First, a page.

- The term "˜publication"™ might in general be replaced with "˜article"™ or "˜paper"™.
- Section 1, just after reference 7, "˜for example"™ should be deleted.
- Section 1 should complement the goals of Organic.Edunet with those of Ariadne.
- Section 1, text about article organization should be revised.
- The first mentioning of "˜Semantic Web"™ should be equipped with a reference.
- The above also holds for Dublin Core.
- The formatting is "˜broken"™ in the paragraphs just below Figure 5.
- Section 6.3 again begins in a report kind of style. "˜The authors participated in"¦"™ should be changes to something like "˜Within the scope of the "Hack4europe!""¦ we "¦"™.
- Section 9 should be called "˜Future Work and Next Steps"™.

Solicited review by Tudor Groza:

The authors have definitely improved the manuscript and have addressed well all the weak points mentioned in the previous review. While from a technical perspective the manuscript is on a good track, unfortunately, the presentation requires some additional work (as per the comments below). The major issues with respect to it are: a fairly incoherent introduction, the lack of examples in the model description and the inclusion of a series of background descriptions, which could have been easily left out as they represent common knowledge for the readers of this journal. Finally, a couple of aspects could be improved in the presentation and discussion of the evaluation.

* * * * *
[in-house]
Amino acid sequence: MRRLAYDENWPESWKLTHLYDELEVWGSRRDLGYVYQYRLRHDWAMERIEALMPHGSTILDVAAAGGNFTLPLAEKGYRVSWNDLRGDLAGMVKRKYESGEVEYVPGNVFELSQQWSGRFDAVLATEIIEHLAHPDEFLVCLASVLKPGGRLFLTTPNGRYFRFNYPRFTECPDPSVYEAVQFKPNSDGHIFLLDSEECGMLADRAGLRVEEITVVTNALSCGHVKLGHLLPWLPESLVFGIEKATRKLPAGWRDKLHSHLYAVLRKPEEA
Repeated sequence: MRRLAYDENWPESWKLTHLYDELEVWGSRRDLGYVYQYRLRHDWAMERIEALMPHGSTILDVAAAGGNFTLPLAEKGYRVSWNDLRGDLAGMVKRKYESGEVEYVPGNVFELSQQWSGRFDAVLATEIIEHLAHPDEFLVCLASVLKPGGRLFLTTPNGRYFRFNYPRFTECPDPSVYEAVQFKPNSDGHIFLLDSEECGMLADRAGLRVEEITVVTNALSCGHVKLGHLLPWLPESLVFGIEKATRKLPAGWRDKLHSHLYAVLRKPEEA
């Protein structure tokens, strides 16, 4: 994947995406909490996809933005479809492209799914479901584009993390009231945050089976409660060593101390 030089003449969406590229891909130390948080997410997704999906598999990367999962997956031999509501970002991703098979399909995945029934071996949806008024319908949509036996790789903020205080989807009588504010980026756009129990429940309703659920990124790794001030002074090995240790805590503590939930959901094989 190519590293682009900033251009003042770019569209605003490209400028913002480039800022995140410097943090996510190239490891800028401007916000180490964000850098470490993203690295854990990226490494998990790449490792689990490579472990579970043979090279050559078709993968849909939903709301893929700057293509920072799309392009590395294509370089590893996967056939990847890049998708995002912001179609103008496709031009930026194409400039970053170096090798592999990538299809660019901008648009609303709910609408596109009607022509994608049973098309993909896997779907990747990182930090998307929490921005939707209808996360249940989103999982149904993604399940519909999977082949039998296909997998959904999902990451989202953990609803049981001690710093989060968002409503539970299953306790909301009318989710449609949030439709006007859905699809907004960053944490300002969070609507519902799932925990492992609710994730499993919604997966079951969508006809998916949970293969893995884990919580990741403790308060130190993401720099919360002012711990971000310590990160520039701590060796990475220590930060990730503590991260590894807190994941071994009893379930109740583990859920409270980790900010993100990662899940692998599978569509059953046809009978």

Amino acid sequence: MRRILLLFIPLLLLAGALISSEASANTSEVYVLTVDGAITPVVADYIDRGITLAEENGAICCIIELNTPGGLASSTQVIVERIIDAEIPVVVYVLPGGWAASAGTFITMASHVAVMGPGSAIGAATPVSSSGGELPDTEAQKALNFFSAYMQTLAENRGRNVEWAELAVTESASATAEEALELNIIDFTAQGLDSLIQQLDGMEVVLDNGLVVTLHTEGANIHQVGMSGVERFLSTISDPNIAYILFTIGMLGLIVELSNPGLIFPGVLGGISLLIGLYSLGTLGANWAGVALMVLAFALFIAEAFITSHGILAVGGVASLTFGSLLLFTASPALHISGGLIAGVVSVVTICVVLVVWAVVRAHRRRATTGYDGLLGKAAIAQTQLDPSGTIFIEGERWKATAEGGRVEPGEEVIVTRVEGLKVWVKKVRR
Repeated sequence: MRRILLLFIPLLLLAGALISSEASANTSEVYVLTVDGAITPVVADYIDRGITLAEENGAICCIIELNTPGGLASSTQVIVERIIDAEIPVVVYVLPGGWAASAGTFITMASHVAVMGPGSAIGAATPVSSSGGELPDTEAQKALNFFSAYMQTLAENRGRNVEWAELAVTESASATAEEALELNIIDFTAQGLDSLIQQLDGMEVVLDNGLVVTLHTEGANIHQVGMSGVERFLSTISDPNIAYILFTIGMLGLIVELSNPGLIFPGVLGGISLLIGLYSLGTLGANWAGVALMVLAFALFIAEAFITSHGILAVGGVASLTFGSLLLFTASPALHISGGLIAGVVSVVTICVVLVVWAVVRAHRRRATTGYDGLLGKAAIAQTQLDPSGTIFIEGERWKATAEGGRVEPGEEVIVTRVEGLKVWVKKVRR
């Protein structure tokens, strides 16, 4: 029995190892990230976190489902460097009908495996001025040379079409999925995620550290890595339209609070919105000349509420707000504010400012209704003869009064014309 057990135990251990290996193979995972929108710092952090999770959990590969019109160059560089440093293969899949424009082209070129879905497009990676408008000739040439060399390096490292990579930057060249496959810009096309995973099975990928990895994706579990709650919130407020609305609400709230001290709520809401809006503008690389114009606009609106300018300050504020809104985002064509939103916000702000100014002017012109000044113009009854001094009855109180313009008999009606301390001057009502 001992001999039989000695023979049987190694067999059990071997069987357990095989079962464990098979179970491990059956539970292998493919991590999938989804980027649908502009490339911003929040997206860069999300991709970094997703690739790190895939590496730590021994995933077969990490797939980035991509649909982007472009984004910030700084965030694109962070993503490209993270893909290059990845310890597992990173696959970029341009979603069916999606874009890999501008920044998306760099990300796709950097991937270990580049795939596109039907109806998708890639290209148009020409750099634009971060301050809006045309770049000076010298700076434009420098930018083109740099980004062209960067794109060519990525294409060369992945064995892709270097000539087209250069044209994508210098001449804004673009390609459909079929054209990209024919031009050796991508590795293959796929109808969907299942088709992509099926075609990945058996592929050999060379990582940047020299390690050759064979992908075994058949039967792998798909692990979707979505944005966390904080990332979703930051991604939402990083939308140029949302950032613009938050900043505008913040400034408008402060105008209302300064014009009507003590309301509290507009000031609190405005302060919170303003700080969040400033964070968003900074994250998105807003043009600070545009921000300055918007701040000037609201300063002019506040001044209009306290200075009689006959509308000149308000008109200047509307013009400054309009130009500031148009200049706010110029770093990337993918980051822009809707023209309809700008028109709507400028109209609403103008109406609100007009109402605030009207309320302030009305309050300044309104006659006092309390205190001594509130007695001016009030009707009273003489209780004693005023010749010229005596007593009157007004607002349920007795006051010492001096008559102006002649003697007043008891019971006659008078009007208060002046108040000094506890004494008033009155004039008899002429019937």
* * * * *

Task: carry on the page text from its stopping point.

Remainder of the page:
Comments:
* The introduction has been re-written, however, it is now more confusing than previously. It starts directly by discussing the contribution of the paper without any sort of background, context or motivation. The fact that it has been split into corresponding subsections that deal with some of these aspects (e.g., the motivation and goals of the framework) is perfectly fine, however, these need to follow a coherent argumentation thread, which is, in this case, absent. The very first sentence of the introduction raises confusion: "The focus of this paper […] to solve these kind of problems." - what kind of problems? It's true that the abstract describes these problems, nevertheless, the introduction should be coherent on its own, without reading the abstract.